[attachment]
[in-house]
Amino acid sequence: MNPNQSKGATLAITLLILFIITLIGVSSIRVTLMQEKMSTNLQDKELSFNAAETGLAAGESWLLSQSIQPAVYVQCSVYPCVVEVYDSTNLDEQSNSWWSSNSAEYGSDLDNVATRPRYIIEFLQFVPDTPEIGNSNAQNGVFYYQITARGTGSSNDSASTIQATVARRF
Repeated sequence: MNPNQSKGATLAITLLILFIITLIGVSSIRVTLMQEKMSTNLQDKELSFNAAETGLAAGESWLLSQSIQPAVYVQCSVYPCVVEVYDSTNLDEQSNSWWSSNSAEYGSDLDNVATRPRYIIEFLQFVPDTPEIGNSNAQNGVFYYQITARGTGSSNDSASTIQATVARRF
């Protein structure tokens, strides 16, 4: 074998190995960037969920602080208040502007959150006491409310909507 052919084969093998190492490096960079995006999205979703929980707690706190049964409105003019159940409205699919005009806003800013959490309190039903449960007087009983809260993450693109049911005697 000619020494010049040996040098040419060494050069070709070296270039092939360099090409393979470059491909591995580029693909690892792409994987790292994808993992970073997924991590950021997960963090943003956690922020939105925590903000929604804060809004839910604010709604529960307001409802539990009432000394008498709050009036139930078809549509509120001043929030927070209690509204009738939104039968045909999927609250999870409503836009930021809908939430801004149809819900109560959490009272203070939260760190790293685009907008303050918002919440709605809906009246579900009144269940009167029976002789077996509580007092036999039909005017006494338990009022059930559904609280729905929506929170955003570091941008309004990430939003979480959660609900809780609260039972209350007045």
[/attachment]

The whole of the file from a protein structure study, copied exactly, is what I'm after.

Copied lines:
[in-house]
Amino acid sequence: MNPNQSKGATLAITLLILFIITLIGVSSIRVTLMQEKMSTNLQDKELSFNAAETGLAAGESWLLSQSIQPAVYVQCSVYPCVVEVYDSTNLDEQSNSWWSSNSAEYGSDLDNVATRPRYIIEFLQFVPDTPEIGNSNAQNGVFYYQITARGTGSSNDSASTIQATVARRF
Repeated sequence: MNPNQSKGATLAITLLILFIITLIGVSSIRVTLMQEKMSTNLQDKELSFNAAETGLAAGESWLLSQSIQPAVYVQCSVYPCVVEVYDSTNLDEQSNSWWSSNSAEYGSDLDNVATRPRYIIEFLQFVPDTPEIGNSNAQNGVFYYQITARGTGSSNDSASTIQATVARRF
């Protein structure tokens, strides 16, 4: 074998190995960037969920602080208040502007959150006491409310909507 052919084969093998190492490096960079995006999205979703929980707690706190049964409105003019159940409205699919005009806003800013959490309190039903449960007087009983809260993450693109049911005697 000619020494010049040996040098040419060494050069070709070296270039092939360099090409393979470059491909591995580029693909690892792409994987790292994808993992970073997924991590950021997960963090943003956690922020939105925590903000929604804060809004839910604010709604529960307001409802539990009432000394008498709050009036139930078809549509509120001043929030927070209690509204009738939104039968045909999927609250999870409503836009930021809908939430801004149809819900109560959490009272203070939260760190790293685009907008303050918002919440709605809906009246579900009144269940009167029976002789077996509580007092036999039909005017006494338990009022059930559904609280729905929506929170955003570091941008309004990430939003979480959660609900809780609260039972209350007045």